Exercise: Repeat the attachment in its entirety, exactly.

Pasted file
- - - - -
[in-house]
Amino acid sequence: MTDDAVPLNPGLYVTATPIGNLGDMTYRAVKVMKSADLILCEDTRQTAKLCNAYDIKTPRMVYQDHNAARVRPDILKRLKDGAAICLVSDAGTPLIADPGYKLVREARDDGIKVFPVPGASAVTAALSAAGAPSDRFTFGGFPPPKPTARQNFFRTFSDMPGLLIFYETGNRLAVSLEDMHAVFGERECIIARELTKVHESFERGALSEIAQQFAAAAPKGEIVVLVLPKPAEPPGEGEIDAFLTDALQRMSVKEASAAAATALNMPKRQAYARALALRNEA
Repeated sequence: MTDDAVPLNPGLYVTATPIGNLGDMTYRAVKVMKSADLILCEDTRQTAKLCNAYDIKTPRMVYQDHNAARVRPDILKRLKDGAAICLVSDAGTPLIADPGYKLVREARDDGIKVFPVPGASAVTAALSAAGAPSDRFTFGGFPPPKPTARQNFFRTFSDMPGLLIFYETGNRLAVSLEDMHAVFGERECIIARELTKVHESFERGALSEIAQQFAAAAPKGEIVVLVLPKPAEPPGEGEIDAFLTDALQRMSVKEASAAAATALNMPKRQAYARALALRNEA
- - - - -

[in-house]
Amino acid sequence: MTDDAVPLNPGLYVTATPIGNLGDMTYRAVKVMKSADLILCEDTRQTAKLCNAYDIKTPRMVYQDHNAARVRPDILKRLKDGAAICLVSDAGTPLIADPGYKLVREARDDGIKVFPVPGASAVTAALSAAGAPSDRFTFGGFPPPKPTARQNFFRTFSDMPGLLIFYETGNRLAVSLEDMHAVFGERECIIARELTKVHESFERGALSEIAQQFAAAAPKGEIVVLVLPKPAEPPGEGEIDAFLTDALQRMSVKEASAAAATALNMPKRQAYARALALRNEA
Repeated sequence: MTDDAVPLNPGLYVTATPIGNLGDMTYRAVKVMKSADLILCEDTRQTAKLCNAYDIKTPRMVYQDHNAARVRPDILKRLKDGAAICLVSDAGTPLIADPGYKLVREARDDGIKVFPVPGASAVTAALSAAGAPSDRFTFGGFPPPKPTARQNFFRTFSDMPGLLIFYETGNRLAVSLEDMHAVFGERECIIARELTKVHESFERGALSEIAQQFAAAAPKGEIVVLVLPKPAEPPGEGEIDAFLTDALQRMSVKEASAAAATALNMPKRQAYARALALRNEA